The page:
Why Abbas Was Right to Blink

Palestinian Leader Looking at Years of Talks With No End

Provocateur? What were Mahmoud Abbas’s motivations for stepping away from the process?
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Provocateur? What were Mahmoud Abbas’s motivations for stepping away from the process?

By Jay Michaelson

Published April 08, 2014.

(page 2 of 2)

Until a few weeks ago, it looked like the April 30 “deadline” for the current peace talks would come and go without incident. Both sides were in the blame-game spiral, each blaming the other for the collapse. The end seemed near.

But then came Pollard. At the eleventh hour, it seemed as though the Obama administration really did want to prolong the peace process after all. And surely Bibi would take them up on the offer. What did he have to lose? Another year of TSINO in exchange for bringing home a huge prize for the nationalist Right.

This would be a disaster for Abbas. Unlike Netanyahu, the Fatah-led P.A. has staked its credibility (what’s left of it) on the attainment of a Palestinian State. Abbas and Netanyahu have diametrically opposed interests. One was elected to bring about a free Palestine, the other to prevent it.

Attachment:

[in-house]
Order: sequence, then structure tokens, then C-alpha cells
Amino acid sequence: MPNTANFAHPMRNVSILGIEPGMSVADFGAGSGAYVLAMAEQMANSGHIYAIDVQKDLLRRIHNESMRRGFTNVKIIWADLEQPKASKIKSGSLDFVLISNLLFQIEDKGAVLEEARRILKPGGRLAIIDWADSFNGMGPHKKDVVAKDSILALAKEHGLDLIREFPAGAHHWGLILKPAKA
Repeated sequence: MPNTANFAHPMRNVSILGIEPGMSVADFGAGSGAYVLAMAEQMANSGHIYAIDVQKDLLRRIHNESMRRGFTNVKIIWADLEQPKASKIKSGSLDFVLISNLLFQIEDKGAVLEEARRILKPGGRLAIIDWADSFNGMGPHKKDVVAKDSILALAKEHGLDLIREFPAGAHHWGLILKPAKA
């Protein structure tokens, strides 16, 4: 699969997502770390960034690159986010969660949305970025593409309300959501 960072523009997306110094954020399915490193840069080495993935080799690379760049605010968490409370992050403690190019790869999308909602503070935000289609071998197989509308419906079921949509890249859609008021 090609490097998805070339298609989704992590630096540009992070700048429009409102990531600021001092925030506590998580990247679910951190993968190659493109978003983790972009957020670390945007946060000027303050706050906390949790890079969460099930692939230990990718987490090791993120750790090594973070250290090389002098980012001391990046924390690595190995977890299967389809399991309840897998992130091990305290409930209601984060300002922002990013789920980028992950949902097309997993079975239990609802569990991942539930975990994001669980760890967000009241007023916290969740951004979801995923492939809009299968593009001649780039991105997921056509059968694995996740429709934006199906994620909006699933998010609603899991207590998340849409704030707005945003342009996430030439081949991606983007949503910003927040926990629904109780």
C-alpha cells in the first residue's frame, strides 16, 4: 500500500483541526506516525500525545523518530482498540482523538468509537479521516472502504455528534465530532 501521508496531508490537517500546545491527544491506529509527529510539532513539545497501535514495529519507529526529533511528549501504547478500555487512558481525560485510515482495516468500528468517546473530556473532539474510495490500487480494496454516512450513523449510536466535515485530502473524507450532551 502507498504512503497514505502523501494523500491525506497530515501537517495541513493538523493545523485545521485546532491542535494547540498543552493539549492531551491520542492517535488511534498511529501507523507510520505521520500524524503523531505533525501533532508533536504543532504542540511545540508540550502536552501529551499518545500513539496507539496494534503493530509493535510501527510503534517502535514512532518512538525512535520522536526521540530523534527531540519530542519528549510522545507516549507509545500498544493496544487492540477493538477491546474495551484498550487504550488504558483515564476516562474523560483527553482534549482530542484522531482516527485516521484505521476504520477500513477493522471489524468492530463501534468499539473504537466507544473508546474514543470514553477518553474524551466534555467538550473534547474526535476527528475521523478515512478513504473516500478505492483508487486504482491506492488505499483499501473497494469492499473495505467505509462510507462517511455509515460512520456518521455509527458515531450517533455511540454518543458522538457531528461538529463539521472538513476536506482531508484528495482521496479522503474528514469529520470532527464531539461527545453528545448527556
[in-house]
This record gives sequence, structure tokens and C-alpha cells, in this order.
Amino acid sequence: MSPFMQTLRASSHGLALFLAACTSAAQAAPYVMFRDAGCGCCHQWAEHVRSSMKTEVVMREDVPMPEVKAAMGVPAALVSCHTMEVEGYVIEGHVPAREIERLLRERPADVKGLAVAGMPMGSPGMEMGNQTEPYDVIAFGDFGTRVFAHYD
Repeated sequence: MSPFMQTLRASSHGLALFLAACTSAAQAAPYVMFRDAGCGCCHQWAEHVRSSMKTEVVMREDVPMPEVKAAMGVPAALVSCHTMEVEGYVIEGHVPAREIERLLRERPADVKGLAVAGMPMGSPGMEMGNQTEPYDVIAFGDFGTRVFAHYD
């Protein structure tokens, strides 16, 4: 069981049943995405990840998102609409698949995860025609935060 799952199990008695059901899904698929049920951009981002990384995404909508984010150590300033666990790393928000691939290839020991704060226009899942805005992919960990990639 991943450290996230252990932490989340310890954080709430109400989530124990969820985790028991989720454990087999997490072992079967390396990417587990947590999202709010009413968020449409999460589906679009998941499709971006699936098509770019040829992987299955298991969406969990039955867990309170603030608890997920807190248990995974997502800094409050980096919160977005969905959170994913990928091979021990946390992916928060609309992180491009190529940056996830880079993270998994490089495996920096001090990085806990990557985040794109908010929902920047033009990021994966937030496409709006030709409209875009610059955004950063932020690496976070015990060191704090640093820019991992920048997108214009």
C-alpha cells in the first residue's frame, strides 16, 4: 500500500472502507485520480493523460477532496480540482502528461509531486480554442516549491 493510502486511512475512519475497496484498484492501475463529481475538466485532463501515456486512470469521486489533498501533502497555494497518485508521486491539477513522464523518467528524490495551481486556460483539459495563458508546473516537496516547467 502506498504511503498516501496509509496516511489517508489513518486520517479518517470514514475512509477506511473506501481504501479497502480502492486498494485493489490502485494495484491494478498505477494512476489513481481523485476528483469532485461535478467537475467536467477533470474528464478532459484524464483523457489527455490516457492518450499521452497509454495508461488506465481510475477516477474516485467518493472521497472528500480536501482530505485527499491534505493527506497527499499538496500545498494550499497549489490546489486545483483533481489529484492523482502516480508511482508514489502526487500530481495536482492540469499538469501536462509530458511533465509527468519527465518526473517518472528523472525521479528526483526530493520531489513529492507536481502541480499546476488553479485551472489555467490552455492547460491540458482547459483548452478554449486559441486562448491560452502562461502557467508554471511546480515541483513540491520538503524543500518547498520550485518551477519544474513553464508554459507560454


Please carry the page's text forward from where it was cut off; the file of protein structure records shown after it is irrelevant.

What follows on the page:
There is a precedent for this situation: Yitzhak Shamir, who said Yes to extended peace negotiations but earned the nickname “Mr. No” when it came to actually discussing the issues. And that was in the context of an American administration that dared to actually confront Israel. Would Obama/Kerry do the same, with the 2014 and 2016 elections looming in the background? Sure, AIPAC has suffered setbacks and J Street may be ascendant, but has the domestic political calculus shifted enough to allow the lame duck president to really lean on Israel to make concessions?

Don’t count on it. Another year of negotiations would be another year of TSINO. And Abbas knows it.

So, yes, he tanked the peace talks, at the moment that they could have been saved. And he did so by signaling his Plan B: turn to the international community. Now the Israel/Palestine conflict can enter a new, and perhaps more honest, phase. Now Abbas can see whether Europe will side with him, or with Israel and the Americans. It’s a risky gamble, but a risk is better than a sure loss.

A funny thing happened when I posted a bit of this on my Facebook wall. Two friends, one an anti-Zionist BDS-supporter and the other a AIPAC-supporting Likudnik, both agreed that Abbas had no reason to perpetuate the sham talks with this Israeli government. I joked that when the two of them agree on something, it must be right.

Now it gets interesting. With the peace process having failed yet again, will the Obama administration condition aid to Israel on, well, anything? Will it recognize Palestine at the UN? Will international condemnation influence the Israeli public to vote differently next time — and which way? (After all, “everyone is against us” looks more plausible when everyone really is.)

We have no way of knowing what will happen next. But we do know what just happened — and it wasn’t a missed opportunity.

Jay Michaelson is a contributing editor at the Forward.



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